When the population is reaching carrying capacity the change in population over

When the population is reaching carrying capacity the

This preview shows page 7 - 9 out of 12 pages.

plentiful resources. When the population is reaching carrying capacity thechange in population over time is 0, it will stay constant. When it exceeds carrying capacity, the population change will become negative and the population will decline.oWhen there are plentiful resources the population will grow at the rate ofr. So, when N is close to 0, the population growth = r. The growth rate drops to 0 when the population reaches carrying capacity. Best fit line is expectation. The logistic growth model predicts that the population growth is density dependent.EX. Water fleas – as density increases the growth rate declines.oExponential growth is a straight line, it always grows at the rate of r. Its constant. This is density independent population growth. The population growth does not depend on density. oThe logistic growth model is built on the exponential growth model. Similar assumptions: k is constant, r is constant, linear density dependence, closed system (ignoring I & E), no predation, no interspecificcompetition.Life History TraitsoEX. Polar bear w/ cub & spider w/ baby spiders – they share the care for their young. They have adopted the same investment in parental care.oEX. Pink sleeved flower – long lived, produce 1 flower, have 2-3 seeds, slow development, low reproduction.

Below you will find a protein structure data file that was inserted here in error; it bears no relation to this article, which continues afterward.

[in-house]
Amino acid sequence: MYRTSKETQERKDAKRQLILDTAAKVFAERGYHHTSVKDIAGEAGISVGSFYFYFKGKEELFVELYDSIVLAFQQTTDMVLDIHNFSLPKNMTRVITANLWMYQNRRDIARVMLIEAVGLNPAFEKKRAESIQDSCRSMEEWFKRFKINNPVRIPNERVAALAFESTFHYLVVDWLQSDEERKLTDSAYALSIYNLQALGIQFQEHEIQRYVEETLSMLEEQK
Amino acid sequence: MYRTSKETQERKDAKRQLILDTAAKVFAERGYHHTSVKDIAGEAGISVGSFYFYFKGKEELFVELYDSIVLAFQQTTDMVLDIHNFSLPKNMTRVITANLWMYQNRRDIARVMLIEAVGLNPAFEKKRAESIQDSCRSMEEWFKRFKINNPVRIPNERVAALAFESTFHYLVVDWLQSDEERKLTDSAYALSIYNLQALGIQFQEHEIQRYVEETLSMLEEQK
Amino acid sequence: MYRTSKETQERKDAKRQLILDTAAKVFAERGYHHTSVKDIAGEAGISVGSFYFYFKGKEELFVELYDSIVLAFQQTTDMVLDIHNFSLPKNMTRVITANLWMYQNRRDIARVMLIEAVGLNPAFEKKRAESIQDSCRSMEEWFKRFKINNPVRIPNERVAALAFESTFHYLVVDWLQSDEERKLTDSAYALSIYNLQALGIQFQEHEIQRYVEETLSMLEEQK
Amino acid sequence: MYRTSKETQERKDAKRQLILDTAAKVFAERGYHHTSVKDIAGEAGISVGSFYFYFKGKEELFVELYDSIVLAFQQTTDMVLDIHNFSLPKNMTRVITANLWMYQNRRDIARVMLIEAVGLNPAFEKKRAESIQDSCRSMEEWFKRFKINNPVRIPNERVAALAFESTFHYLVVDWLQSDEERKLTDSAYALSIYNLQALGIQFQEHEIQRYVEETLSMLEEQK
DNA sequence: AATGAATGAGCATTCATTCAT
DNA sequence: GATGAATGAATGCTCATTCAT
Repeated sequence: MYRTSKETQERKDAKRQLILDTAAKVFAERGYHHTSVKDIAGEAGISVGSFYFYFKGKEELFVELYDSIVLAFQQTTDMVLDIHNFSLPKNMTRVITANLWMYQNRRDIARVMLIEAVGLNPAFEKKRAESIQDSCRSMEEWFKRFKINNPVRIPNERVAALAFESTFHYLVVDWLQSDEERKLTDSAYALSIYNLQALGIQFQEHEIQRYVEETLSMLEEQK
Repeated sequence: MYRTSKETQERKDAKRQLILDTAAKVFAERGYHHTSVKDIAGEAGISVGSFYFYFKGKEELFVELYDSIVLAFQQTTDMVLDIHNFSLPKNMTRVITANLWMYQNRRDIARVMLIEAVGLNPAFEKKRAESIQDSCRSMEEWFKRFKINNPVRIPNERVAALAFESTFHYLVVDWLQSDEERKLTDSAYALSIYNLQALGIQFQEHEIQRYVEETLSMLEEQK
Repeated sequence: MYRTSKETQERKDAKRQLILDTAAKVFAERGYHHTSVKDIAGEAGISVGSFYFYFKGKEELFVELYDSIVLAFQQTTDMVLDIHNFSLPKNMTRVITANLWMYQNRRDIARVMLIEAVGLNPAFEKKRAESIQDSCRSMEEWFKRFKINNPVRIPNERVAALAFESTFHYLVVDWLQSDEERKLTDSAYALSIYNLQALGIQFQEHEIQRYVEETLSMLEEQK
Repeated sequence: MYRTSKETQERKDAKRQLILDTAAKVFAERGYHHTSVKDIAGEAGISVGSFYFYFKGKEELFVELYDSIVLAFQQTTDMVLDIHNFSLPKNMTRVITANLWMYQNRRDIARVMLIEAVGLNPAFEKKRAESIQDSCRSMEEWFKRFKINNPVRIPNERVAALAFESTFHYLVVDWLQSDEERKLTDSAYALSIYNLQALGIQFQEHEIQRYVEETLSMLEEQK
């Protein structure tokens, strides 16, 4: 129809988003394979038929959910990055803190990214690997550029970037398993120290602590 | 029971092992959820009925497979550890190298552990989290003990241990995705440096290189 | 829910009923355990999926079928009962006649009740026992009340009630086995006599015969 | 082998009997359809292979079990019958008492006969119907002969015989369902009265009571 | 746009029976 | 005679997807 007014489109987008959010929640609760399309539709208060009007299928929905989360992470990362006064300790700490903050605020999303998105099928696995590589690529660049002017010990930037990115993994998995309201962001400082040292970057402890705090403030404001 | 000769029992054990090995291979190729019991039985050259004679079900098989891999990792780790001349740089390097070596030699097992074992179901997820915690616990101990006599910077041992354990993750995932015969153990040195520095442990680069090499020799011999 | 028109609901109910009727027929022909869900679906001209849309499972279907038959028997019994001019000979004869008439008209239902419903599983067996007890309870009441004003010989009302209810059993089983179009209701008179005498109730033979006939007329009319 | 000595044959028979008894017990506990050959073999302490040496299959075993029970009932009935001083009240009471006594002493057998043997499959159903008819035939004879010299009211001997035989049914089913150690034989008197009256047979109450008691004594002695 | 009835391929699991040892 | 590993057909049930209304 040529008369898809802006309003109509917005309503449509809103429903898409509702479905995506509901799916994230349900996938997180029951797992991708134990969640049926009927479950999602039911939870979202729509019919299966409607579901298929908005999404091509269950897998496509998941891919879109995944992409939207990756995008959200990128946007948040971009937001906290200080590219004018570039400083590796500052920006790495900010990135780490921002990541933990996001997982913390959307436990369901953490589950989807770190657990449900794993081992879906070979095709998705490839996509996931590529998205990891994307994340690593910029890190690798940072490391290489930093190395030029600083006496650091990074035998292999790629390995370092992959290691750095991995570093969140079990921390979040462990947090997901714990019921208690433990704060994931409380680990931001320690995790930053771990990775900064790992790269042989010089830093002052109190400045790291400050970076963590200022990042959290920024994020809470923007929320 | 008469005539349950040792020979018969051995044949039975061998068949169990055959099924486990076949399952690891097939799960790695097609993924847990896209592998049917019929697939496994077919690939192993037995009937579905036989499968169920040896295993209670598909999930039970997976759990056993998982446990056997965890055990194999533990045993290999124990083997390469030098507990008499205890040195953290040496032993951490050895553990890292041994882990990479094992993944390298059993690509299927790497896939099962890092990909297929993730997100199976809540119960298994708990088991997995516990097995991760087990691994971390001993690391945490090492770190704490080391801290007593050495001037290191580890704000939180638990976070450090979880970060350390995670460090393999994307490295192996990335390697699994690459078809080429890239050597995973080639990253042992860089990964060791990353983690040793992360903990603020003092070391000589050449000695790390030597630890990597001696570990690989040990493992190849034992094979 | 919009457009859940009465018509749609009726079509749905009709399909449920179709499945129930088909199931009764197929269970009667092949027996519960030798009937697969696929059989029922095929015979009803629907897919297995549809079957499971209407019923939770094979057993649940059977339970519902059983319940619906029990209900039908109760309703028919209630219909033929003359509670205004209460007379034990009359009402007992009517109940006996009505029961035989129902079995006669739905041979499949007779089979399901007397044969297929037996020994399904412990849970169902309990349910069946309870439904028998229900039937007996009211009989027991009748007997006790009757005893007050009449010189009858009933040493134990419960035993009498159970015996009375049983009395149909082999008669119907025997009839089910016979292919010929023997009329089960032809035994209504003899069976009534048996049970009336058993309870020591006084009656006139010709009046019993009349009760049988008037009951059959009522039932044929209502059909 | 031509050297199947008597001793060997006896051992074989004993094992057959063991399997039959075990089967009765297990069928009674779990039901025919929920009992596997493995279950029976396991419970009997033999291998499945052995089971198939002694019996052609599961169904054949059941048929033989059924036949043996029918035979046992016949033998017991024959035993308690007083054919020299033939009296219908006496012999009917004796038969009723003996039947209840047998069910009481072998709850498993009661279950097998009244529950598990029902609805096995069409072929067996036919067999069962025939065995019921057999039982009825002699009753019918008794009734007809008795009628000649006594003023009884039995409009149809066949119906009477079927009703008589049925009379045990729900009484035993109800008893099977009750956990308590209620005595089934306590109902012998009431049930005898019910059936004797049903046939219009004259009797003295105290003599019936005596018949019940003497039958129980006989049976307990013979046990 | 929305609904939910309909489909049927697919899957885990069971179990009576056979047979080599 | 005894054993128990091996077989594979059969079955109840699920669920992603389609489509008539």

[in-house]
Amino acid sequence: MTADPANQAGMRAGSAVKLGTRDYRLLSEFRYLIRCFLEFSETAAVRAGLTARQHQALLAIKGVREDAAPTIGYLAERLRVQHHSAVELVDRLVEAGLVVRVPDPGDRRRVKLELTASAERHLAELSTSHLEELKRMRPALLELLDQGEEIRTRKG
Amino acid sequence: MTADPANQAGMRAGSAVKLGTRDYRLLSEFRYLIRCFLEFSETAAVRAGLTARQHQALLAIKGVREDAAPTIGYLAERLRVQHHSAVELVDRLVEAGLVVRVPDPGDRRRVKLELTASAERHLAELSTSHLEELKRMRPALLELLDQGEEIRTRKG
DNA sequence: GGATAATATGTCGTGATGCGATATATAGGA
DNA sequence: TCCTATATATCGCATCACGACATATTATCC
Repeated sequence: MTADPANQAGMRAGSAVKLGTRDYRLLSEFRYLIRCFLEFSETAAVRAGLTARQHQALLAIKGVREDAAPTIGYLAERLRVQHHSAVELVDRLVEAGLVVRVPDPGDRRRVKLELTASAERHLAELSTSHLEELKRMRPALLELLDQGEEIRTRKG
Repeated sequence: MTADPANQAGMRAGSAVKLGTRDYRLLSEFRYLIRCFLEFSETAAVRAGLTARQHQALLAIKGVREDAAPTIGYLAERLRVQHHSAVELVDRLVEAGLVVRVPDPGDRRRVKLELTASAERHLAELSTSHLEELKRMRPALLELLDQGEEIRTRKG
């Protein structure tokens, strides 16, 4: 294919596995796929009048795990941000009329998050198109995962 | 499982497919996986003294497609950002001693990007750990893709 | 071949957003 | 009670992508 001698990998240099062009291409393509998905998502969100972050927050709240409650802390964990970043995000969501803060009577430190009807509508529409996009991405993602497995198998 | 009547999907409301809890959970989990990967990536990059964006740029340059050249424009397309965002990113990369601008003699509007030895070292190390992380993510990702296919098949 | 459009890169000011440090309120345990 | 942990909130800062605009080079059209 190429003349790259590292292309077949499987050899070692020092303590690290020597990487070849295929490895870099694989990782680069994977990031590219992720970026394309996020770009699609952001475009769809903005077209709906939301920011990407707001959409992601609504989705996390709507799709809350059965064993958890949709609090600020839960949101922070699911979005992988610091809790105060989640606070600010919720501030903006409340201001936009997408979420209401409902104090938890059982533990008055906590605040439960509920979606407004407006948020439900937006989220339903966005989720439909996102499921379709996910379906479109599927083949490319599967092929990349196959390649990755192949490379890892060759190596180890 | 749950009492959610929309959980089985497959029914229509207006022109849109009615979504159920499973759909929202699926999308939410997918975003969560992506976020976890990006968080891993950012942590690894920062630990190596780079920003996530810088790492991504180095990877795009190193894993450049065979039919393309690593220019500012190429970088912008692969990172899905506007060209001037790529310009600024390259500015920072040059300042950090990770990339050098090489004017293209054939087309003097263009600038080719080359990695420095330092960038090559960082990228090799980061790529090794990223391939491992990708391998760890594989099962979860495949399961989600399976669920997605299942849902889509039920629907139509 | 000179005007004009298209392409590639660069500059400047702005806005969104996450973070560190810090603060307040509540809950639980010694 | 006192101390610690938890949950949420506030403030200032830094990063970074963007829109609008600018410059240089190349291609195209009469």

Image of page 7
EX. Arabidopsis – simple plant. Can go from seed to flowering in 25 days. Fast reproduction. Produces mass quantity of seeds. These 2 plants are so different but they both thrive. o r-k selection theory explains life-history patterns. Organisms that are driven by r or organisms that are driven by k. r selection. Plentiful resources in the environment. Natural selection will favor the species that leave the most offspring. Since species A has a higher r, it produces more offspring. Species B will become so rare that it is referred to as a relative extinction (don’t disappear, just become less common). Circumstances: Environments that have plentiful resources (collared dove). Population crash (black noddies – grew afer the wipe out of cats). Disturbance (scotch pine – grew following recession of ice). EX. Weeds are all about maximizing reproduction. Or maximizing r. k selection. EX. Bobcats & lynx. 2 species may compete for resources. Resources are limited. Growth is logistic. It doesn’t really matter how quickly you get to the carrying capacity, it matters how large your carrying capacity is. If lynx has a higher carrying capacity and the 2 are ecologically equivalent, the lynx are more efficient at using resources. Adding lynx to meet their carrying capacity will cause the bobcats population growth to become negative since their carrying capacity is over. Therefore, it will decline, while the lynx increases. The bobcats will decline to extinction (0), and the lynx will win since it has the higher k. o American robin (r-selected) & Wilson’s storm petrel (k-selected) – look similar but they have different traits. o Goldenrods are considered a weed, but they are good competitors, they fall somewhere in-between. Salmon are considered all traits for k-select except reproduction. List of Terms: Ecology:
Image of page 8
Image of page 9

You've reached the end of your free preview.

Want to read all 12 pages?

  • Summer '08
  • Brown,D

  • Left Quote Icon

    Student Picture

  • Left Quote Icon

    Student Picture

  • Left Quote Icon

    Student Picture